INDEPENDENCE, MO (KCTV) -- A father in the Independence School District is stuck with at more than $17,000 emergency room bill after his child was assaulted by a bully at school.
Now, he says the school district is taking back a promise to pay that bill.
This is an update to a KCTV5 investigation into who is stuck with the medical bill when your child is badly hurt by a bully at school.
When a student is hurt by a bully, what kind of rights do you have as a parent and who gets stuck with the medical bill?
Karl Blair was shocked to see what happened with his son.
Blair came to KCTV5 News looking for help after he says his 13-year-old son, James, was beaten by another student at Bingham Middle School in Independence.
Blair even says he was called by the school nurse advising him to take James to see a doctor, yet when he arrived, he found his son standing alone outside.
“To think that the staff left him outside, alone.” Blair said, remembering the scene. “No one was there when I got there. No one. That hurt; that really hurt.”
Blair took James to his primary doctor, who told them to go to the emergency room.
Doctors ran multiple tests. They ruled out the most serious health risks, but still cautioned them to follow concussion protocol; resting often, limiting physical activity and keeping mental exercises light.
With James on the mend, the ER visit left them with another major problem; about $17,000 in medical bills. When Blair went to the school for help, he was told he wouldn’t get any.
“I called on a weekly basis, every week. Every week. Their attitude was just go away, hush, if we ignore you, we don’t respond to you, you’ll shut up and go away,” Blair said.
Blair said the Independence School District told him that school district insurance wouldn’t cover the bills. He says the district did nothing to help with the bill or help hold the parents of the bully accountable.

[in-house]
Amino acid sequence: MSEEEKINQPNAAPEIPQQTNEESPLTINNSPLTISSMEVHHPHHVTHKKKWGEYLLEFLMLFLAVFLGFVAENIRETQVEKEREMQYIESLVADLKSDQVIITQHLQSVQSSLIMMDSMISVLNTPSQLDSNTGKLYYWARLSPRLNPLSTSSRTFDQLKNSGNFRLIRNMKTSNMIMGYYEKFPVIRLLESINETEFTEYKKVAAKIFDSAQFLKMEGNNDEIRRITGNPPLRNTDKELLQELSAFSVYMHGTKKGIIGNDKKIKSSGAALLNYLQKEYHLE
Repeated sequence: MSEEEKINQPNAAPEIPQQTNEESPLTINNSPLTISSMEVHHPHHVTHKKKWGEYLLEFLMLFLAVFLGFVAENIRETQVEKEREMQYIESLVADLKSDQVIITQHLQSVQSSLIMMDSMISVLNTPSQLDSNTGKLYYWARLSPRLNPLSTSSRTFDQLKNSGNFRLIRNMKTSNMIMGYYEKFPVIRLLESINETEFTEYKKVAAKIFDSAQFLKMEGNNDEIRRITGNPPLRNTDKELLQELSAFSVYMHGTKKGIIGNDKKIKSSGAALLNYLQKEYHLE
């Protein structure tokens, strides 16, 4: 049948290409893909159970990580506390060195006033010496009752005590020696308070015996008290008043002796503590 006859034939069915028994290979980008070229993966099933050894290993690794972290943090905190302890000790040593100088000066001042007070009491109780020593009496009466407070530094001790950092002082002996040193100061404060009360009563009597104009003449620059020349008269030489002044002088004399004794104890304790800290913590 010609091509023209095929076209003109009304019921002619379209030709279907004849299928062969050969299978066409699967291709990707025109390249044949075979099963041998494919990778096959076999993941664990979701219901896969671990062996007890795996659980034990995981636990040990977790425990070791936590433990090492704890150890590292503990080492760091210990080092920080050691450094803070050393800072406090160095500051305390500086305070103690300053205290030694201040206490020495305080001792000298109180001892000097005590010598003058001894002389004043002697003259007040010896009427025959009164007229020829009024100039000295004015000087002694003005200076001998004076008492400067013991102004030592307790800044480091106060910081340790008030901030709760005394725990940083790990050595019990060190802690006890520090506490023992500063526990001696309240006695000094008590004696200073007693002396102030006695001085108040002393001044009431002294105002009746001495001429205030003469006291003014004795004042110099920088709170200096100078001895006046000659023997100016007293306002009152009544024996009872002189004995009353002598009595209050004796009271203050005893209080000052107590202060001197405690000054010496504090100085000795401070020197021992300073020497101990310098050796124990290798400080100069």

“They go on about their life,” Blair said. “I’m getting calls from collectors; my credit is being affected. And it’s just a very hard way to continue to exist to live.”
KCTV5 went to the school district for answers about its policy concerning students assaulted at school, by other students and who foots the bill when medical treatment is necessary.
A representative for Independence School District said she would look into it.
After KCTV5 got involved, Blair said the district called to tell him the school district would cover the ER bill.
Blair told KCTV5 he was thrilled to hear that news. He was then shocked after what happened next.
That KCTV5 story aired October 31, 2018. After that report aired, Blair says the school district contacted him, notifying him the district’s “accident insurance” would cover only $800 of that $17,425.22 ER bill.
Blair now has legal representation. His attorney, Chris Dove, sent a letter to the school district’s attorney, giving the district two options: settle with Blair for $175,000 or go to court.
“This is not something his son did to himself. He didn’t just trip and fall down outside somewhere. This happened on school grounds,” Dove told KCTV5.
Dove argues, this incident shouldn’t have come as a surprise to the school district who knew about previous bullying incidents involving James.
“The district had actual notice that James was bullied in the months immediately preceding the assault ... the district was also aware of the perpetrator’s prior history of violent behavior.”
Blair says the school district was not responsive when he reported incidents of James being bullied.
“He came home with bruises on his arm once. He came home with a knot on his head once. These have all been reported. But nothing changed. That’s what I’m looking for. I want change,” Blair said.
In the letter Dove sent to the Independence School District’s attorney, he writes the following:
Karl Blair (“Mr. Blair”) has retained us to represent him and his son, James, due to the bullying and assault that James has endured at George Caleb Bingham Middle School (“Bingham Middle School”) in the Independence Public School District (“the District”).